Amgen Ends Controversial Aranesp Marketing Practices

The maker of <"">Aranesp is halting marketing practices that critics said encouraged over-use of the anemia drug.  Criticism of the policies, in which Amgen  paid rebates to doctors for the purchase of Aranesp, had grown along with questions about the drug’s safety.

Aranesp is an erythropoiesis-stimulating agent (ESA).  Two other ESA’s, Epogen and Procrit, are also currently available.   All are made by Amgen, but Procrit is sold by Johnson & Johnson subsidiary Ortho Biotech under a licensing agreement. ESAs are a bioengineered version of a natural protein made in the kidney that stimulates the bone marrow to produce more red blood cells.

In March 2007, the Food & Drug Administration (FDA) added a black box warning to the drugs’ labels cautioning doctors that the medications should be administered at the lowest dose possible in order to bring red blood cell counts to the lowest level necessary to avoid transfusions. This past November, that black box warning was modified to include more specific dosing information.

Then in March 2008, Amgen and Johnson & Johnson announced that they would be including another black box warning on the drug’s labels. The latest black box warned of the medications’ association with increased tumor growth and shortened survival time in some cancer patients.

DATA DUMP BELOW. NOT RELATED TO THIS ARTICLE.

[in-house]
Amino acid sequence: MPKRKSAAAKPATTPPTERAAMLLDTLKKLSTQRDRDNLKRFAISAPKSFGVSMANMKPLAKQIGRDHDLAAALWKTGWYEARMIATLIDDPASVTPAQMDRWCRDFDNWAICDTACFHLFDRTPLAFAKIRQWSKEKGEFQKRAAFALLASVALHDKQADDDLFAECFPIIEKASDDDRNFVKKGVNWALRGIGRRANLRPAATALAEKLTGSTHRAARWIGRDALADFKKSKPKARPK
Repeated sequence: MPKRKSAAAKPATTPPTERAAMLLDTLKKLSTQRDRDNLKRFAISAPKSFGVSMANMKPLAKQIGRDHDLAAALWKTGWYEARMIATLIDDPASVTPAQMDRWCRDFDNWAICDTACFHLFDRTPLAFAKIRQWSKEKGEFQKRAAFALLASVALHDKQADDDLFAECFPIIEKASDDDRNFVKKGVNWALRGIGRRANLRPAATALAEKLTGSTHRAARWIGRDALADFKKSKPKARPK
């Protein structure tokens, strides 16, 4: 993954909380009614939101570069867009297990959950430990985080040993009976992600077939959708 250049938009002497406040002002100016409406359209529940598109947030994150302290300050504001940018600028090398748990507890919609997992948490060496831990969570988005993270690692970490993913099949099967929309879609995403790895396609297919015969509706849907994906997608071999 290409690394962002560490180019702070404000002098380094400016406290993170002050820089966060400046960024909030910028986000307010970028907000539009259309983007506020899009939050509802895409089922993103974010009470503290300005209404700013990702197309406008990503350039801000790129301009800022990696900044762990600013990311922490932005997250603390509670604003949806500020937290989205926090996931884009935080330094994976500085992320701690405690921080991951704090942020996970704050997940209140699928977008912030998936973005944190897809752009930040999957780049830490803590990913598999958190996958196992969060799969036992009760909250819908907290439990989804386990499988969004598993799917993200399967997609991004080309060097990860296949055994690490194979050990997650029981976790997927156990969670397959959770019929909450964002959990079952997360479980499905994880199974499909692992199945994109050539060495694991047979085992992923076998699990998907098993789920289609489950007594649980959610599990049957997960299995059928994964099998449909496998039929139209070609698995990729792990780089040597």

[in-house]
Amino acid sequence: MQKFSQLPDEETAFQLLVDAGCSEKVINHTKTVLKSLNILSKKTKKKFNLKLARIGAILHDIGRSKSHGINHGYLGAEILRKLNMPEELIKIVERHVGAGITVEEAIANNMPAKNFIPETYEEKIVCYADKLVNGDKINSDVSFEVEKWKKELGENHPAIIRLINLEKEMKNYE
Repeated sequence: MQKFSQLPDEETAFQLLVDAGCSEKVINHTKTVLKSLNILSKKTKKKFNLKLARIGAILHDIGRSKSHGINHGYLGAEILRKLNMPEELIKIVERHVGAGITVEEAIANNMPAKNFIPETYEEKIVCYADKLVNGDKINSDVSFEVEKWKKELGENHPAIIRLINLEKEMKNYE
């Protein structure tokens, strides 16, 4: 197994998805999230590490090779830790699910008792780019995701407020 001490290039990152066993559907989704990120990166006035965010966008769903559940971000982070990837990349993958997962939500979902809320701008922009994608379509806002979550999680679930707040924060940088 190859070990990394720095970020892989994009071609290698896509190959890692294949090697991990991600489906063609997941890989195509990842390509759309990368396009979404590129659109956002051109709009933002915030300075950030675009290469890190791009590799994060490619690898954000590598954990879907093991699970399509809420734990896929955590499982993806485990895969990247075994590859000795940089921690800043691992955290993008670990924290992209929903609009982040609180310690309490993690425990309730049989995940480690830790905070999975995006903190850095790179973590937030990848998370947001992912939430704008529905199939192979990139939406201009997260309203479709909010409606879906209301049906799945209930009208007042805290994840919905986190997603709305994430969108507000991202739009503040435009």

Amgen has long offered rebates and discount to oncology clinics for their use of Aranesp.  Oncology practices typically buy the drugs they use and then are reimbursed for them by patients and insurers. If doctors pay less for the drugs because of discounts and rebates, they can make a higher profit.

Critics say that such marketing programs encourage doctors to overuse ESAs.  The criticism has gotten the attention of Congress, where a probe of the practice is ongoing.  In April, Reps. John Dingell and Bart Stupak, both Michigan Democrats, sent letters to Amgen and Johnson & Johnson on Monday, suggesting their marketing campaigns for Procrit, Aranesp and Epogen convinced physicians to prescribe the drugs at unsafe dosages. Senator Charles E. Grassley, Republican of Iowa, said in April that Amgen had provided nearly $800 million in rebates to more than 6,000 facilities in 2006.

Amgen once offered discounts and rebates to doctors based on how much Aranesp they bought.  But that program was changed in February, and the company started to offer the discounts and rebates based on the share of a clinic’s anemia drug purchases were represented by Aranesp as opposed to Procrit.   At the time, the company maintained that the marketing program was to help Aranesp compete with Procrit, not increase its overall use.

But now, the company has decided to end the rebate program all together.  It also said it would stop offering discounts on two other drugs, Neulasta and Neupogen, based on a doctor’s purchase of Aranesp.

But the discount aren’t being halted completely.  In place of the rebate program, Amgen will now offer bigger discounts at the time of purchase to doctors who buy at least 50 percent of their anemia drugs from Amgen rather than Johnson & Johnson.

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